Acute confusional state in the elderly following hip surgery: incidence, risk factors and complications
Article first published online: 26 APR 2001
Copyright © 2001 John Wiley & Sons, Ltd.
International Journal of Geriatric Psychiatry
Volume 16, Issue 4, pages 349–355, April 2001
How to Cite
Galanakis, P., Bickel, H., Gradinger, R., Von Gumppenberg, S. and Förstl, H. (2001), Acute confusional state in the elderly following hip surgery: incidence, risk factors and complications. Int. J. Geriat. Psychiatry, 16: 349–355. doi: 10.1002/gps.327
- Issue published online: 26 APR 2001
- Article first published online: 26 APR 2001
- Manuscript Received: 13 DEC 1999
- Manuscript Accepted: 14 JUN 1999
- acute confusional state;
- hip surgery;
- risk factors
To determine incidence and risk factors for the development of postoperative acute confusional state (ACS) in the elderly.
A prospective cohort study.
One hundred and five consecutive patients without ACS at baseline who underwent hip surgery because of hip fracture or elective hip replacement. All patients were 60 years or older.
All patients underwent preoperative and daily postoperative evaluation by a research psychiatrist. Standardized instruments were used for cognitive screening, baseline assessment of depression, screening for alcohol abuse, comorbidity, and functional status. ACS was diagnosed by using the Confusion Assessment Method (CAM). Additional medical data were taken from patients' charts and anaesthetic records.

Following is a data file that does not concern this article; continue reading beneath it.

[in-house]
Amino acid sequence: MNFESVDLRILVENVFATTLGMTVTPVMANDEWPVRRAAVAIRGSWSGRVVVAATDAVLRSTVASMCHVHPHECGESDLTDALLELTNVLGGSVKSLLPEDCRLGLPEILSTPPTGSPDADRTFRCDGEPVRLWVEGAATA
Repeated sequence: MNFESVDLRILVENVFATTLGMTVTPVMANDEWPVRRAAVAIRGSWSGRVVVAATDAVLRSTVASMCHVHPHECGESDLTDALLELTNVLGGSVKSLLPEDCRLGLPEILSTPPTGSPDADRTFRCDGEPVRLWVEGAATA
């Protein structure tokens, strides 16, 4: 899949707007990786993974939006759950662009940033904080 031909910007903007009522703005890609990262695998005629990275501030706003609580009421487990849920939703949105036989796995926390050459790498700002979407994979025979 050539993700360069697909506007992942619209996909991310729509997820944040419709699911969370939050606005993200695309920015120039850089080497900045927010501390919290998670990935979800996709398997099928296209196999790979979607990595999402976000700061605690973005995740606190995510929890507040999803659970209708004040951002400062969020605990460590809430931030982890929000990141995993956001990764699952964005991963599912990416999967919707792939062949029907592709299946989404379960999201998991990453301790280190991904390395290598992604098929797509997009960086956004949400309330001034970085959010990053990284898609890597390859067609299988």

Postoperative ACS developed in 23.8% of the study sample, in 40.5% of the hip fracture group and in 14.7% of the hip joint replacement group. The prevalence was highest between postoperative days 2 and 5. Multiple logistic regression analysis demonstrated the following risk factors of ACS: higher age (OR = 1.14, 95% CI 1.07–1.22), prior cognitive impairment as measured by Mini-Mental State Examination (OR = 1.32 for each point less, 95% CI 1.06–1.64), depression (OR = 3.67, 95% CI 1.12–12.02), low educational level (OR = 3.59, 95% CI 1.14–11.25), and preoperative abnormal sodium (OR = 4.32, 95% CI 1.01–18.38). Other risk factors showing statistically significant differences in the univariate analyses were: living in nursing home, vision or hearing impairment, higher comorbidity, regular use of psychotropic drugs before admission, fracture on admission, preoperative leucocytosis. A considerable proportion of patients with ACS showed self-destructive behaviour postoperatively, whereas self-destructive behaviour was not observed among non-delirious patients.
ACS is common among elderly hip surgery patients. The occurrence of ACS is influenced by several predisposing and precipitating factors. Further knowledge of these risk factors will contribute to the early identification of high risk patients and to the development of preventive measures. Copyright © 2001 John Wiley & Sons, Ltd.